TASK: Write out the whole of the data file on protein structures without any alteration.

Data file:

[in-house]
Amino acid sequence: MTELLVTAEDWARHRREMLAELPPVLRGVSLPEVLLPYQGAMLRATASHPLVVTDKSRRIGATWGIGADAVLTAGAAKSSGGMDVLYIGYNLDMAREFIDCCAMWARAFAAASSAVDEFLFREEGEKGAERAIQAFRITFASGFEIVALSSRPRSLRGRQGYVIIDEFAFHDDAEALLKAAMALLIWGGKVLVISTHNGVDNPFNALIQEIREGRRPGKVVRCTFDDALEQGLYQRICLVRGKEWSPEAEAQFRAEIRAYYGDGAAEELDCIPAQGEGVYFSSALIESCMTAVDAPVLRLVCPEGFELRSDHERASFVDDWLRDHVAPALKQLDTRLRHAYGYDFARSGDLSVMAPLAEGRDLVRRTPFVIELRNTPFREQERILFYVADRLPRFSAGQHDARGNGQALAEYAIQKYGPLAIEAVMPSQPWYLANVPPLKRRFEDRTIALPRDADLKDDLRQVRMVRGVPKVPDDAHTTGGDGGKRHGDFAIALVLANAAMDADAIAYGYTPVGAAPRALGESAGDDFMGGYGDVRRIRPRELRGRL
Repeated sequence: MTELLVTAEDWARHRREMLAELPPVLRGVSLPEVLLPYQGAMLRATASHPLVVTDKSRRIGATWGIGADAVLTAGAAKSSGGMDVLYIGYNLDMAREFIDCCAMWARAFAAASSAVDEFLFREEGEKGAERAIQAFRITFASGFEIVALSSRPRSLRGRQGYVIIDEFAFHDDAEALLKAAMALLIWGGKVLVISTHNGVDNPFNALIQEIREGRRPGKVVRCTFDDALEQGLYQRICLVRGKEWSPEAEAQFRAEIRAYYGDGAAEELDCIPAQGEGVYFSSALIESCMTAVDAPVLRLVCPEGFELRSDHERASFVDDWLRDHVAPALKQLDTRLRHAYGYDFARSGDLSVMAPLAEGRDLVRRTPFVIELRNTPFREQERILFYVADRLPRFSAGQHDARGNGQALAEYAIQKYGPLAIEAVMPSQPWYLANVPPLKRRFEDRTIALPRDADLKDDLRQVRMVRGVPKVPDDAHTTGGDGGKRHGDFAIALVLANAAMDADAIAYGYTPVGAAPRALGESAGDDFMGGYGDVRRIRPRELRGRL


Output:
[in-house]
Amino acid sequence: MTELLVTAEDWARHRREMLAELPPVLRGVSLPEVLLPYQGAMLRATASHPLVVTDKSRRIGATWGIGADAVLTAGAAKSSGGMDVLYIGYNLDMAREFIDCCAMWARAFAAASSAVDEFLFREEGEKGAERAIQAFRITFASGFEIVALSSRPRSLRGRQGYVIIDEFAFHDDAEALLKAAMALLIWGGKVLVISTHNGVDNPFNALIQEIREGRRPGKVVRCTFDDALEQGLYQRICLVRGKEWSPEAEAQFRAEIRAYYGDGAAEELDCIPAQGEGVYFSSALIESCMTAVDAPVLRLVCPEGFELRSDHERASFVDDWLRDHVAPALKQLDTRLRHAYGYDFARSGDLSVMAPLAEGRDLVRRTPFVIELRNTPFREQERILFYVADRLPRFSAGQHDARGNGQALAEYAIQKYGPLAIEAVMPSQPWYLANVPPLKRRFEDRTIALPRDADLKDDLRQVRMVRGVPKVPDDAHTTGGDGGKRHGDFAIALVLANAAMDADAIAYGYTPVGAAPRALGESAGDDFMGGYGDVRRIRPRELRGRL
Repeated sequence: MTELLVTAEDWARHRREMLAELPPVLRGVSLPEVLLPYQGAMLRATASHPLVVTDKSRRIGATWGIGADAVLTAGAAKSSGGMDVLYIGYNLDMAREFIDCCAMWARAFAAASSAVDEFLFREEGEKGAERAIQAFRITFASGFEIVALSSRPRSLRGRQGYVIIDEFAFHDDAEALLKAAMALLIWGGKVLVISTHNGVDNPFNALIQEIREGRRPGKVVRCTFDDALEQGLYQRICLVRGKEWSPEAEAQFRAEIRAYYGDGAAEELDCIPAQGEGVYFSSALIESCMTAVDAPVLRLVCPEGFELRSDHERASFVDDWLRDHVAPALKQLDTRLRHAYGYDFARSGDLSVMAPLAEGRDLVRRTPFVIELRNTPFREQERILFYVADRLPRFSAGQHDARGNGQALAEYAIQKYGPLAIEAVMPSQPWYLANVPPLKRRFEDRTIALPRDADLKDDLRQVRMVRGVPKVPDDAHTTGGDGGKRHGDFAIALVLANAAMDADAIAYGYTPVGAAPRALGESAGDDFMGGYGDVRRIRPRELRGRL